Now, I haven’t planted any mustard seeds in my garden, but I hear them seeds is pretty small. And the little faith you have was planted in you before time began. “Praise be to the God…who has blessed us in the heavenly realms with every spiritual blessing in Christ. For he chose us in him before the creation of the world…In love he predestined us to adoption to sonship through Jesus Christ…” (Ephesians 1:3-6). Notice these things have already been done! Commenting on Jeremiah 31:3, Geerhardus Vos said, “The best proof that He will never cease to love us lies in that He never began.”
What’s this have to do with good fruit? When God begins something, it’s guaranteed that He will finish it (Philippians 1:6). Because of His great love for you, the Father has planted in you His seed of faith and it will yield a harvest of love and holiness in your life.
Motivation by guilt, shame and fear incites us to declare that God is a “hard man.” As a result, we bury God’s gift of grace in a faithless grave instead of planting it in the good soil of trust which says our Father will bring the work He started to a fruitful completion. Effort motivated by guilt veils the glory of the gospel of grace and inhibits faith in the finished work of Christ, and sanctification suffers. It’s like placing fruit trees in a dark cave and showing them the fruit they should be producing hoping they will blossom.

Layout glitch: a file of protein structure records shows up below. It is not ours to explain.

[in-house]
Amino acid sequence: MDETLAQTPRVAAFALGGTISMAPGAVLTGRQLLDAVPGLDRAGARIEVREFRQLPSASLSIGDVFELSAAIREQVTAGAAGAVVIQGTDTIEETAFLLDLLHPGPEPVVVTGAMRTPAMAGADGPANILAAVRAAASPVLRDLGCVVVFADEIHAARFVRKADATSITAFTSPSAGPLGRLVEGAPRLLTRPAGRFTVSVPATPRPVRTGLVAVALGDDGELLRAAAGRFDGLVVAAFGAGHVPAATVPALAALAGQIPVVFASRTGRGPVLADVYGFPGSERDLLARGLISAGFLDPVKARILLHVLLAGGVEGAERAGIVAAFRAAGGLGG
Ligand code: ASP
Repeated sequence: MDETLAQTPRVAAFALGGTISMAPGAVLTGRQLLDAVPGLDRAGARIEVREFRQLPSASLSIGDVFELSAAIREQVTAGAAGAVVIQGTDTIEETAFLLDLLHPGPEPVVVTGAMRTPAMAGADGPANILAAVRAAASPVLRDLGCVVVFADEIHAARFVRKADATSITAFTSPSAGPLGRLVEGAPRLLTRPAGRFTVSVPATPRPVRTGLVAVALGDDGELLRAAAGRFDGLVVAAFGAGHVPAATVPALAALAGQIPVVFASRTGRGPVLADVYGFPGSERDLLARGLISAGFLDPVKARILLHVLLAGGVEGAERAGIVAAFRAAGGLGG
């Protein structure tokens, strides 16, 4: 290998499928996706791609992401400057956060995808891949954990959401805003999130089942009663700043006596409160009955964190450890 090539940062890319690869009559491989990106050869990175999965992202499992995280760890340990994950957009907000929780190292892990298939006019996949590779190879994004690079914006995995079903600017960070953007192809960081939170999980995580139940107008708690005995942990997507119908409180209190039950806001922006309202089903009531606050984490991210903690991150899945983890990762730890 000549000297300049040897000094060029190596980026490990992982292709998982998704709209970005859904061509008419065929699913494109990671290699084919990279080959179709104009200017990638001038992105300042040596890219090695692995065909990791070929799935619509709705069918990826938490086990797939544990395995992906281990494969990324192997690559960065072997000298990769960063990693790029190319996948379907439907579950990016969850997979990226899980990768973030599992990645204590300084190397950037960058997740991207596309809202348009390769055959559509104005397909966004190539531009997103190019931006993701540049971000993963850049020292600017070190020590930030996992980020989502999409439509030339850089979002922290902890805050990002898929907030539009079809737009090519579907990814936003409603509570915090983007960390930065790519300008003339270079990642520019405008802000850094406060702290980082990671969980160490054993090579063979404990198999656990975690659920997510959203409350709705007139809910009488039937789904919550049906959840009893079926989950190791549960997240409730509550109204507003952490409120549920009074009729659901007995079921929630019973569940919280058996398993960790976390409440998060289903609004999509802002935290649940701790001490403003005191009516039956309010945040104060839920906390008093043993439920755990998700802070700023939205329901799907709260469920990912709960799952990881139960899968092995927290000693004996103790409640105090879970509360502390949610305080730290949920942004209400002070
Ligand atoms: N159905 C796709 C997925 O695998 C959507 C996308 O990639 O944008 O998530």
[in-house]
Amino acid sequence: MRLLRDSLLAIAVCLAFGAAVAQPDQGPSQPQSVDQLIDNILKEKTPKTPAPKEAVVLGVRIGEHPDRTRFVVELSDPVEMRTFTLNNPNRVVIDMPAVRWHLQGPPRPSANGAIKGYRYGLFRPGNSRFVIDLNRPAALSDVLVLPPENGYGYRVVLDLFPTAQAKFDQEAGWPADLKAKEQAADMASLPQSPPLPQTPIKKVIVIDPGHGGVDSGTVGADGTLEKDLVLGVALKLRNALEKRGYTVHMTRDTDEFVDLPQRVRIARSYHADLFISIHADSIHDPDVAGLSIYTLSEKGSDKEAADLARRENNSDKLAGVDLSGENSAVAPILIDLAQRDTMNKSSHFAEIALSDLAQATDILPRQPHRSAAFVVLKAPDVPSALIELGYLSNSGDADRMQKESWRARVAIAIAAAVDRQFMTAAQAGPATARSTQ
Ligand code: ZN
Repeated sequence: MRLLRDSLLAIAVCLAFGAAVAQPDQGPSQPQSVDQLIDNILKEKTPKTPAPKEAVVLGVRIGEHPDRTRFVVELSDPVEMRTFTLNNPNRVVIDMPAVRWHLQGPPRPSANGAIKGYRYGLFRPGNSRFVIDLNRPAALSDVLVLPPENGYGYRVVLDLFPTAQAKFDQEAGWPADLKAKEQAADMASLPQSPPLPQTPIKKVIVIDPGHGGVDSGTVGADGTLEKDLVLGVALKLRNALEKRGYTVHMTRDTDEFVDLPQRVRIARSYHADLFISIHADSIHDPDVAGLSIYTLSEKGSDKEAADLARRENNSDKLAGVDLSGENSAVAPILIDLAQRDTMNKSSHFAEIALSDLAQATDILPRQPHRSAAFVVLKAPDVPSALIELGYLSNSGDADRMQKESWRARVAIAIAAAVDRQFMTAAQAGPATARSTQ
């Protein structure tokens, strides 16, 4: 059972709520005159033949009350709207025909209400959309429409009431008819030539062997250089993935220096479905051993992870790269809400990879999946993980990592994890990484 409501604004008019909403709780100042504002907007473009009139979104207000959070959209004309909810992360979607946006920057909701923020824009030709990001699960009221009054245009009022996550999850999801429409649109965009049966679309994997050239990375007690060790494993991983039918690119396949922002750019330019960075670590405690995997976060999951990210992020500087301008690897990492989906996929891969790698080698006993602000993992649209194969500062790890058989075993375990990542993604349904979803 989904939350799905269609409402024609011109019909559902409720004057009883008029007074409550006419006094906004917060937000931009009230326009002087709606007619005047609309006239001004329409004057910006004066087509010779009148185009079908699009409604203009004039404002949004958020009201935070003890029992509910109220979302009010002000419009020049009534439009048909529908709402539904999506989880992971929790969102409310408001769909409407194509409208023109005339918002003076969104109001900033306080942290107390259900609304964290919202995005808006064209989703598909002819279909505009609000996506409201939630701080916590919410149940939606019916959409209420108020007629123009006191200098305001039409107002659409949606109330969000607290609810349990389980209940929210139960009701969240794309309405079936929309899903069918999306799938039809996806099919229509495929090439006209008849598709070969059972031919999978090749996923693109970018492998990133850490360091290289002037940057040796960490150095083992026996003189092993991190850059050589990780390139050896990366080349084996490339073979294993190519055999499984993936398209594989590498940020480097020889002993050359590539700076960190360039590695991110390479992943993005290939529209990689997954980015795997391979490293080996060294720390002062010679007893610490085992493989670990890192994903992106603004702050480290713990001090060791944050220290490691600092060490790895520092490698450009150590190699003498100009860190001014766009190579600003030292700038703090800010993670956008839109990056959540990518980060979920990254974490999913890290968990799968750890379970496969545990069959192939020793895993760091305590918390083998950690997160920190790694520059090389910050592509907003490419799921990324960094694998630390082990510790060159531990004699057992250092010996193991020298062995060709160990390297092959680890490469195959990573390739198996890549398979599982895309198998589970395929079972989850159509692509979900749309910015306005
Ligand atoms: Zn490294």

The preacher who resorts to this tactic unwittingly reinstates enmity with God in the hearts of God’s children. Enmity with God is friendship with the world. This is in direct opposition to Scripture’s witness that believers are covenant friends of God. It introduces disease into a healthy tree and hacks at the root of faith. Instead of trusting God’s nature in believers to take its course, these misguided preachers encourage unhealthy introspection as the route to holiness. However, the good seed can’t grow when it’s repeatedly being dug up only to examine its growth!
Instead, we should proclaim the truth: believers are a chosen race, a royal priesthood, a holy nation and a people for God’s own possession. It’s not that Christians should be these things with increased effort, but that they already are these things by faith in God’s grace. Knowing this, we set good trees in the brilliant sun of God’s love to be nourished by His warm rays, stretched toward Him, and drawn by the living water of the Spirit through the root of faith. In these conditions good trees will bear good fruit!
Gratitude motivates good works, so let people be flooded by God’s love. It’s the only thing for which they can be truly grateful. Everything that God requires of us has already been given to us in Christ. “And those he predestined, he also called; those he called, he also justified; those he justified, he also glorified” (Romans 8:30).
Even possessing the flimsiest of faith, all is ours because it all depends on God’s finished work. What joy and fruit awaits us! If we simply dare to believe this good news, we will agree with Charles Spurgeon, “While I regarded God as a tyrant, I thought sin a trifle. But when I knew Him to be my Father, then I mourned that I could ever have kicked against Him. When I thought that God was hard, I found it easy to sin. But when I found God so kind, so good, so overflowing with compassion, I smote upon my breast to think that I could have rebelled against One Who loved me so and sought my good.”